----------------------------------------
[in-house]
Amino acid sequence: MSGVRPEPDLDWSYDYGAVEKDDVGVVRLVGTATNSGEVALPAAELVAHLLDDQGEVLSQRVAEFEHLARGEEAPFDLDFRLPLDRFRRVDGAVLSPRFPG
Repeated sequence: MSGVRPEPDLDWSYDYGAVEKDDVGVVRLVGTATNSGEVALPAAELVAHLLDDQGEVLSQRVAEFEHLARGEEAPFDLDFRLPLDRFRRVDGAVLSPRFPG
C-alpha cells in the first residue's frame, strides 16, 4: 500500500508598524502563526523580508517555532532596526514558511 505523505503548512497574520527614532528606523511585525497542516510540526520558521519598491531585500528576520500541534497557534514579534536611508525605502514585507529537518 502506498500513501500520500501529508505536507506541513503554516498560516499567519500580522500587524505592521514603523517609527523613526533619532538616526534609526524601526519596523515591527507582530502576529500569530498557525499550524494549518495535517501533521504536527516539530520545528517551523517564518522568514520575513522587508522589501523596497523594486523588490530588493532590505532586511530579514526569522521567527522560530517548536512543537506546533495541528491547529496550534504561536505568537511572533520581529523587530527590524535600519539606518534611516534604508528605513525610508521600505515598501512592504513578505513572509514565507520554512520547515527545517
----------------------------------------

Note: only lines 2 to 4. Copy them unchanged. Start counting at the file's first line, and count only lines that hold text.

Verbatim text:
Amino acid sequence: MSGVRPEPDLDWSYDYGAVEKDDVGVVRLVGTATNSGEVALPAAELVAHLLDDQGEVLSQRVAEFEHLARGEEAPFDLDFRLPLDRFRRVDGAVLSPRFPG
Repeated sequence: MSGVRPEPDLDWSYDYGAVEKDDVGVVRLVGTATNSGEVALPAAELVAHLLDDQGEVLSQRVAEFEHLARGEEAPFDLDFRLPLDRFRRVDGAVLSPRFPG
C-alpha cells in the first residue's frame, strides 16, 4: 500500500508598524502563526523580508517555532532596526514558511 505523505503548512497574520527614532528606523511585525497542516510540526520558521519598491531585500528576520500541534497557534514579534536611508525605502514585507529537518 502506498500513501500520500501529508505536507506541513503554516498560516499567519500580522500587524505592521514603523517609527523613526533619532538616526534609526524601526519596523515591527507582530502576529500569530498557525499550524494549518495535517501533521504536527516539530520545528517551523517564518522568514520575513522587508522589501523596497523594486523588490530588493532590505532586511530579514526569522521567527522560530517548536512543537506546533495541528491547529496550534504561536505568537511572533520581529523587530527590524535600519539606518534611516534604508528605513525610508521600505515598501512592504513578505513572509514565507520554512520547515527545517